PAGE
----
Galaxies attempted to give the player a reason to be a average Joe with professions and a classless system. Although I didn't play it extensively I think like most players out there, if the developer give us a reason to be part of the Universe instead of being the Un
      • by p0tat03 (985078)

        How can you have a good 'teenage kid discovers he's the chosen one and saves the universe' story, when there are thousands of protagonists?

        There are potential solutions to this problem. America's Army solved it in a minor way - how do you have a "good guys vs. bad guys" game when everyone has to be the good guys? Solution? All scenarios are crafted so that each side considers themselves the good guys, and see the other side as the durned terrorists. In the same way, I can imagine a PVP MMO where you and your party are the heroes out to stop evil, while all the other players are set up to appear to be Imperial stormtroopers/elite guards/whateve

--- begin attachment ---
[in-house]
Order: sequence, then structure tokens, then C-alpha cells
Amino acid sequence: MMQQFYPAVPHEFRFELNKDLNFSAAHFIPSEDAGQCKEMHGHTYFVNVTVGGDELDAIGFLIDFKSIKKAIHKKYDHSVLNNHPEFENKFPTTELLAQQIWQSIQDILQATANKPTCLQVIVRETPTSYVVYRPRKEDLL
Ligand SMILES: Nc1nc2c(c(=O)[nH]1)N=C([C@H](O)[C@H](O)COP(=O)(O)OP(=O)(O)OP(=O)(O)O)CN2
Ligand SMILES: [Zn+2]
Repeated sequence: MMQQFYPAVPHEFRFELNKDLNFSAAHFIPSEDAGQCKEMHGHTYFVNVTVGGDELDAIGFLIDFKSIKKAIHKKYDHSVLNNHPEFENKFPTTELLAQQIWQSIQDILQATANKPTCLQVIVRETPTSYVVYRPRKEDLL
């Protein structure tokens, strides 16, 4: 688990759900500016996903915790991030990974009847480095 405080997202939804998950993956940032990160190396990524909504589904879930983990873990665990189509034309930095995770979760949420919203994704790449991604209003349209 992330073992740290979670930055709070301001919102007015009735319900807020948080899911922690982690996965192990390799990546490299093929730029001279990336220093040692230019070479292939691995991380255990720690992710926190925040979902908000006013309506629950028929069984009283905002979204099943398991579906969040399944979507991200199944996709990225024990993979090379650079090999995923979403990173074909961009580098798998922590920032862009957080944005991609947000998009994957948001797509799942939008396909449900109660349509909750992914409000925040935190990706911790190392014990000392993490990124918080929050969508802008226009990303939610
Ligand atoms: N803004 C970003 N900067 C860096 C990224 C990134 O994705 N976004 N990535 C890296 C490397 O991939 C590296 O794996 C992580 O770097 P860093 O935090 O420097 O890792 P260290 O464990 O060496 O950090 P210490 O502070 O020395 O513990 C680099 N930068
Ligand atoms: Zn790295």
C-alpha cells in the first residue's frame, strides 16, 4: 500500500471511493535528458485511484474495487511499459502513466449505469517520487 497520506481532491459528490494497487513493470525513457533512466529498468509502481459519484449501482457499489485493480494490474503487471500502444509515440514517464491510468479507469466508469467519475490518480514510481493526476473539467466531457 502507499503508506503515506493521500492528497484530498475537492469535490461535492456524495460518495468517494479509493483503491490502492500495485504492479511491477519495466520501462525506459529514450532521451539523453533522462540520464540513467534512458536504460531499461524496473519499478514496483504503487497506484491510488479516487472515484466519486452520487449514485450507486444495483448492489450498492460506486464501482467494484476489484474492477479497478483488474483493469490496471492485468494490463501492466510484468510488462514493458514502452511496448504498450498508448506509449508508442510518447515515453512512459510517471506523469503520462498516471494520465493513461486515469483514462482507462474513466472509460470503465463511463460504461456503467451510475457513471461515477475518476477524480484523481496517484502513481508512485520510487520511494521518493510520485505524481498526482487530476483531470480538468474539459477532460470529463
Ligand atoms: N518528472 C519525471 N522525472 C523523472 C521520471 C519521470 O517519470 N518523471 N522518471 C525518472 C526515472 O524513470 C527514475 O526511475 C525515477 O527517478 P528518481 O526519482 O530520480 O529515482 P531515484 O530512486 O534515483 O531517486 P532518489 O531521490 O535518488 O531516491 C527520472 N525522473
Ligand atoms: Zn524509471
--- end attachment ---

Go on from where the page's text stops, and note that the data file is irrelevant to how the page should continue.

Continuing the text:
• No, it's for the money.

      When OSI came out with Ultima Online and realized they could get $10 USD a month from everyone, they stopped making every other game.

      UO is still going TEN YEARS later.

      The other companies aren't stupid. They see that they can make more money selling MMO subscriptions than just selling games.

      Plus, if you say it's got lots of online content, then you can dial back the graphics, which lets you stop alienating all the long-time PC gamers who stopped playing the "get a new computer every ye

  • for rp genre of course, and mmo too.

    since the idiot developers of star wars : force unleashed think that forcing people to play one side of the saga (evil until the end, only switching to good optional) is something attractive to all gamers (probably because they themselves are badass wannabees), i can just skip force unleashed and get to a better balanced game instead.

    to all you game developers there - when you do a career optional game, forcing the player to continue with a career until the end and
  • by Red Flayer (890720) on Friday July 18, 2008 @05:31PM (#24248125) Journal
    So I'm reading the summary, and as I see that TFA is about a planned KOTOR MMO, I noice there's a blockquote (apparently from TFA).

    Then I read the blockquote. It refers only to previously released games. WTF? Can't you at least give us something about the planned MMO in the summary?